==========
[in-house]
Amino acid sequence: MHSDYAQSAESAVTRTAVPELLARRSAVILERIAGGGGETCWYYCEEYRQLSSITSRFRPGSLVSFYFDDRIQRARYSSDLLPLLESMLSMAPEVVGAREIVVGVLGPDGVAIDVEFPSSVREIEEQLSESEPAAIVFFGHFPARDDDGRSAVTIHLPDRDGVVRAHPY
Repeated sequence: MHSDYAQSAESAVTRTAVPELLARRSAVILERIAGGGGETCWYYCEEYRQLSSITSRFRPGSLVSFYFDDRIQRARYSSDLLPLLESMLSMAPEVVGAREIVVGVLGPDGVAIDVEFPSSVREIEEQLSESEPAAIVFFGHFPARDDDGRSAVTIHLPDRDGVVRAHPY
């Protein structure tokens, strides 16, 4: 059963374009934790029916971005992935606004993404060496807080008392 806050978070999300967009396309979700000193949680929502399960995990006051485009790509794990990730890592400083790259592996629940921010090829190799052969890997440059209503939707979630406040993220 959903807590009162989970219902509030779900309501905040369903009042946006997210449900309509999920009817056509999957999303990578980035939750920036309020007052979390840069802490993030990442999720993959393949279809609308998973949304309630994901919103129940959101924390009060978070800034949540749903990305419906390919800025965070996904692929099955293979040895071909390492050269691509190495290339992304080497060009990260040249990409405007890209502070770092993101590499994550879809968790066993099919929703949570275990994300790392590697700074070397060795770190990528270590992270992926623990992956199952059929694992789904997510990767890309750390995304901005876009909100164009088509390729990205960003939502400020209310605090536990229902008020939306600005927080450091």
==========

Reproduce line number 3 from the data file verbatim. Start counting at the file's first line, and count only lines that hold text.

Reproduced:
Repeated sequence: MHSDYAQSAESAVTRTAVPELLARRSAVILERIAGGGGETCWYYCEEYRQLSSITSRFRPGSLVSFYFDDRIQRARYSSDLLPLLESMLSMAPEVVGAREIVVGVLGPDGVAIDVEFPSSVREIEEQLSESEPAAIVFFGHFPARDDDGRSAVTIHLPDRDGVVRAHPY